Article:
Cod and ’backy Timelines: All, Stuart (1603 - 1714)


Sir John Berry’s census of 1675 lists 19 Bideford boats fishing for Cod off Newfoundland. With them were 34 boats from other West Country ports, but only one from London and one from Topsham. In 1678 there were some 25 Bideford vessels, but by 1699 a change was becoming apparent, Although Bideford had a larger fleet than in earlier years and now had so much of the Newfoundland trade that only two English ports surpassed it, those ports were London and Topsham. Bideford’s part in the trade was at its zenith.

The tobacco trade was also flourishing, and, at times during the 17th C, Bideford’s tobacco imports were only topped by those of London. In 1676 Bideford Merchant landed 135,000 lbs (61,200 Kg) of tobacco for just three merchants, Abraham Heiman, Anthony Hopkins and John Davie. In the period 1722-31 nearly four million kilos of tobacco were landed, with a substantial part of this then being re-exported, chiefly to Amsterdam’s warehouses. With all this trade came wealth and, by 1688, the tobacco merchant John Davie had acquired sufficient to build himself a mansion. This was Colonial House, in East-the-Water, parts of which may survive in the fabric of the Royal Hotel. As hogsheads (i.e. barrels) of tobacco arrived, most were stored in the warehouses known as Colonial Buildings (presumably near Colonial House, if not part of Colonial House itself). Eight empty tobacco hogsheads found a different purpose, for in 1673 Bideford began to use them for public rubbish collection, two of them being sited in ‘East the bridge.’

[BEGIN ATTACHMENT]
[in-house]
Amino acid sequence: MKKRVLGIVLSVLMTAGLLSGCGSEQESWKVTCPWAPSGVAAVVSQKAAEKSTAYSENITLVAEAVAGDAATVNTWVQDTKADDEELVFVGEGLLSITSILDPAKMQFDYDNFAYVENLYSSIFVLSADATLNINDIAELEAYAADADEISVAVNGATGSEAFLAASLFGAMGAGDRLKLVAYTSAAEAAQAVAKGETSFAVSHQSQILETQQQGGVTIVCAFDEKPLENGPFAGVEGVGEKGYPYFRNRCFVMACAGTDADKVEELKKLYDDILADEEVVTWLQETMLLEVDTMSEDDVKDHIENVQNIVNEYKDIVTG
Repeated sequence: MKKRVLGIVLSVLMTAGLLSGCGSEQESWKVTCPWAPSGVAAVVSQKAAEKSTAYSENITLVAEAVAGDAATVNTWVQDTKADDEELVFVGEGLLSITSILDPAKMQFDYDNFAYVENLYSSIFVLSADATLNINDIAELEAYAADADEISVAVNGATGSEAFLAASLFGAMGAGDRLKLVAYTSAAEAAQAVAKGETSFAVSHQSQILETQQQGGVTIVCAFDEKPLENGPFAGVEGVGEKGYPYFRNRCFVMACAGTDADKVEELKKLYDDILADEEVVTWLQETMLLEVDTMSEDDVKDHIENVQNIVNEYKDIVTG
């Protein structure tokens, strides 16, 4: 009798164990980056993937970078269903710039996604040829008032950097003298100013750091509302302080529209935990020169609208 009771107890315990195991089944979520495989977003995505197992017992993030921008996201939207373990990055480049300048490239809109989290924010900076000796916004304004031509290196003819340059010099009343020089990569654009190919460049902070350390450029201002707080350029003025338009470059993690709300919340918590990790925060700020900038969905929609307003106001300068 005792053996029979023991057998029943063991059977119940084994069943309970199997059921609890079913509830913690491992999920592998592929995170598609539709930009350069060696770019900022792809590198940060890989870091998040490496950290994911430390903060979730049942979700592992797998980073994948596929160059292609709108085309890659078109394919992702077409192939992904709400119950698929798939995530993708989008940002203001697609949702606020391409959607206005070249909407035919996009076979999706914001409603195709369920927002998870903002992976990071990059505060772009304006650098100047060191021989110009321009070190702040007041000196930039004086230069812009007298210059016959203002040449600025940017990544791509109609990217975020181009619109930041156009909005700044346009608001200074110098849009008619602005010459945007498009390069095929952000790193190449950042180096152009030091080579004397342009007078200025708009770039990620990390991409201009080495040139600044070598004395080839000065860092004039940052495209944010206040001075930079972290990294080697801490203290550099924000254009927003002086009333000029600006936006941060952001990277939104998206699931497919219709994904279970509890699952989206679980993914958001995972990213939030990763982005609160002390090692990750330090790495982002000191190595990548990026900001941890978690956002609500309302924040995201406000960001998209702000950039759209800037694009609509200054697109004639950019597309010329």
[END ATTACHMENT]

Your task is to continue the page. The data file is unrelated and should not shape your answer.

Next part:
John Davie had accompanied Grenville to Virginia and had acquired land there, upon such small beginnings he had then built. After his death, in 1710, his monument at Buckland Brewer claimed “By his example thus he benifited his fellow Bidefordians, to the extent that it almost seemed commerce of that place seemed both to have flourished and to have fallen with him.” Others involved in the tobacco trade were John Buck and John Strange.

It is said that such bounty now flowed through the Taw and Torridge ports that there were rich pickings to be had by Spanish privateers, so much so that they named the offing of the estuaries “The Golden Bay.” Though an account from 1900 suggests that the name was coined by Bideford privateers, because they profited by picking up as prizes the numerous pirate vessels, often from Algiers or Tunis, that swarmed in the Channel.